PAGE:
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Brookfield Community School > Curriculum > Mathematics > KS4 Maths > Year 10 > Mice help sheet

 

Things to do :

1.    Collect fair and representative sample (using one of the three methods). In the two coursework’s so far has been data given.

2.    Talk about your hypostasis.

3.    Decide on groups an class intervals, you will need sample size and range.

4.    Sort: by doing Tallying and construct a frequency table

5.    Display data by doing: Pie-chart, bar chart or histogram, stem and leaf, pictogram, line graph and frequency polygon.

6.    Calculate the mean and compare data.

7.    Talk about the measure of spread and do a cumulative frequency curve and box plot. This will enable you to calculate IQR.

8.    Go on to do the third measure of spread which is the standard deviation.

9.    Draw a table with all your result and use common sense to discuss data.

10.                       Extend the task.

Statistics Coursework 1

The title of my investigation is 'The weight of a Sample of mice which are Randomly Selected '. As you can interpret from this title, I am going to investigate into the weight of a set of randomly selected male and female mice. I have chosen to investigate into this topic because I am required by this subject to produce a coursework assignment.

This leaves me with the predicament of trying to decide how heavy mice should be. Is there a certain weight difference between male and female mice or is my sample miss- lead and then further testing may be required. Is there a reason why my sample shows differences and is this true of all field mice? In contrast, is there a certain weight expected at certain times of the year for these field mice? In short, my aim for this investigation is to find the average weight for male and female and so enable me to correctly decide the weight of my sample in the coursework. Then I will use probability to assess the chance of a male or female being a certain average weight.

To determine a population for my course-work, I am going to assume the whole field as my population and my sample of  mice has been provided, 107 female observations and 94 male observations.

It is never the less a useful point of cross-reference information from a table so I will show this in a table.

Table to show sample size and range

Mice

Observations of mice

Highest weight  gms

Lowest

Weight gms

Range

Female

 

107

 

29

 

5

 

24

Male

 

94

 

29

 

9

 

20

Sorting data before I start to compare the information:

 

I am going to group my data because the sample size is too big to analysis in a long list.  I know my classes will start at 5gms because that is the lightest weight and end at 29gms because that is the heaviest weight.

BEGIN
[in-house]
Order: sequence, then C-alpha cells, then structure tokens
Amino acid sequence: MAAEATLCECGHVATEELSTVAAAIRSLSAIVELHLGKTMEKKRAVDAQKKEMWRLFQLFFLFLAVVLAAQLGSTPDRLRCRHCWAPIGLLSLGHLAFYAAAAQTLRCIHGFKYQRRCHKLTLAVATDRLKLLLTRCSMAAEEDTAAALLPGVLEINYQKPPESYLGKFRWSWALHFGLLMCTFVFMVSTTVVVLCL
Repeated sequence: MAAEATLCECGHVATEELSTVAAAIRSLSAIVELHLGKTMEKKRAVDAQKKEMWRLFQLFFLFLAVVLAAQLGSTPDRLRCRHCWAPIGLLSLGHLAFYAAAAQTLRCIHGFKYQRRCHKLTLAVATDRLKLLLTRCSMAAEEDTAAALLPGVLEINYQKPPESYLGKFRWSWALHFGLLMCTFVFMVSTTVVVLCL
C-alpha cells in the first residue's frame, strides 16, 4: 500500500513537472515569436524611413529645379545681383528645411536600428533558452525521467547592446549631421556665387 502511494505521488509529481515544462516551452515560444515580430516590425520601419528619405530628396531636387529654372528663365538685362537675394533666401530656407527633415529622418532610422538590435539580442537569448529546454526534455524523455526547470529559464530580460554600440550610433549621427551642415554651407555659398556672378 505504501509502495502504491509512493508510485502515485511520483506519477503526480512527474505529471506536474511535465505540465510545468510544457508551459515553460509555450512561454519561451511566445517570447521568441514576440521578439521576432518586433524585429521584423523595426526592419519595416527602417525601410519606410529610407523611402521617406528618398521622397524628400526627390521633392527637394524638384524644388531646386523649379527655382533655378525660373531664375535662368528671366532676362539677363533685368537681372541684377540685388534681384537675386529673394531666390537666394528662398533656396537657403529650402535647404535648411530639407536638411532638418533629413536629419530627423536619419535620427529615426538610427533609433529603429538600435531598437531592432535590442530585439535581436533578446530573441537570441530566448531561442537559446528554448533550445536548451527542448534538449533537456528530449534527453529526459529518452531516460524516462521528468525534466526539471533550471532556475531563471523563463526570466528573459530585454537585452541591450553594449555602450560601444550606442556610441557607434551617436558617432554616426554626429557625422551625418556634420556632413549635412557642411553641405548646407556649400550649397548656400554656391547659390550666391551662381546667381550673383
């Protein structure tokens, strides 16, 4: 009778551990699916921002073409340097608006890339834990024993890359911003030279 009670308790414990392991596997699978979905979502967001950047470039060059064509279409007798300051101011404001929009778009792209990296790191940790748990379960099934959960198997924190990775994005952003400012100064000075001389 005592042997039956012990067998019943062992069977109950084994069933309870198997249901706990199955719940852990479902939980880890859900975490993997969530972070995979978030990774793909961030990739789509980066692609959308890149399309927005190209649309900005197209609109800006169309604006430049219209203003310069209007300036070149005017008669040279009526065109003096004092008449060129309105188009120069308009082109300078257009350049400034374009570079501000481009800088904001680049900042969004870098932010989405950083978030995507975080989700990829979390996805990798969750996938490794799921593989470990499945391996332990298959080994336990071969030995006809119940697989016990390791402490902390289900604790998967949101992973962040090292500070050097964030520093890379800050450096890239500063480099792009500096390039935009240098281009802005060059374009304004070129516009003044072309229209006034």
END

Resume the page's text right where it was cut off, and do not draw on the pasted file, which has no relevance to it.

Grouping ofweight

 

 5  to  

 

 

 

 

 

 

 

---    to    29

 

 

 

 

 

Weights gms in 5’s

W = weight (variable)

When drawing graphs it is better to show the classes continues so there are no gaps

Tally

5  to    9

5  W    10

Everything less than 10 so 9.999999

10  to  14

10  W   15

Everything less than 10 so 14.99999

15 t0 19

15  W   20

Everything less than 10 so 19.9999

20  to  24

20  W   25

Everything less than 10 so 24.9

25  to  29

25  W   30

Everything less than 10 so 29.999

 

Now I have decided on grouping my data, I will loose some accuracy because I will be using mid weight of each group to calculate mean and standard deviation.  However, the value of sorting information into a table out-weighs the small loss of accuracy.

 

 

Tally the data

 

Female (107 obsevation)

Tally

Frequency

Number of mice

Mid –weight

    gms

W= weights

 

F =frequency(count)

w

5  W    10

iiii iiii iiii iiii

19

7.5

10  W   15

iiii iiii iiii iiii iiii iiii

29

12.5

15  W   20

Iiii ii

7

17.5

20  W   25

iiii iiii iiii iiii iiii

25

22.5

25  W   30

iiii iiii iiii iiii iiii iiii ii

27

27.5

 

Total observations

107

 

Male (94 obsevation)

Tally

Frequency

Number of mice

Mid –weight

    gms

W= weights

 

F =frequency(count)

w

5  W    10

iiii iiii iiii iiii

1

7.5

10  W   15

iiii iiii iiii iiii iiii iiii

20

12.5

15  W   20

Iiii ii

45

17.5

20  W   25

iiii iiii iiii iiii iiii

21

22.5

25  W   30

iiii iiii iiii iiii iiii iiii ii

7

27.5

 

Total observation

 

94

 

 

Now I will use some display graphs to note any peaks or trends.  There are many types of graphs one can use to display information.(Pie-chart, bar chart or histogram, stem and leaf, pictogram, line graph and frequency polygon). I have decided to use a frequency polygon because this will show two curves on one graph and pick out peeks and trends. I will also use a stem and leaf to compare any extremes differences and finally use a histogram for an accurate display.

 

Frequency Polygon ( show AV)

L

 

Female Frequency polygon

Male frequency polygon

f

45

 

 

x

 

 

r

40

 

 

 

 

 

e

35

 

 

 

 

 

q

30

 

x

 

 

 

u

25

 

 

 

 

x

x

e

20

x

x

 

 

 

n

15

 

 

 

 

 

c

10

 

 

x

 

x

y

5

 

x

 

 

 

 

 

0

5

 

10

 

15

 

20

 

25

 

30

weights

 

 

 

Stem and leaf

To get a visual idea of the spread of my data, I decided to represent it in a stem and leaf diagram:

 

Female                                                 Male

To display a histogram I will need to use a table to calculate frequency density (height of bar)

Female

Weight = W

Frequency F

Class interval CI

Workings  F ÷ CI

Frequency density

5  W    10

19

5

19 ÷ 5 =

3.8

10  W   15

29

5

29 ÷ 5 =

5.8

15  W   20

7

5

7 ÷ 5 =

1.4

20  W   25

25

5

25 ÷ 5 =

5

25  W   30

27

5

27 ÷ 5 =

5.4

Total

107

-

-

-

 

Male

Weight = W

Frequency F

Class interval CI

Workings  F ÷ CI

Frequency density

5  W    10

19

5

19 ÷ 5 =

3.8

10  W   15

29

5

29 ÷ 5 =

5.8

15  W   20

7

5

7 ÷ 5 =

1.4

20  W   25

25

5

25 ÷ 5 =

5

25  W   30

27

5

27 ÷ 5 =

5.4

Total

107

-

-

-

 

Histograms


Histograms are similar to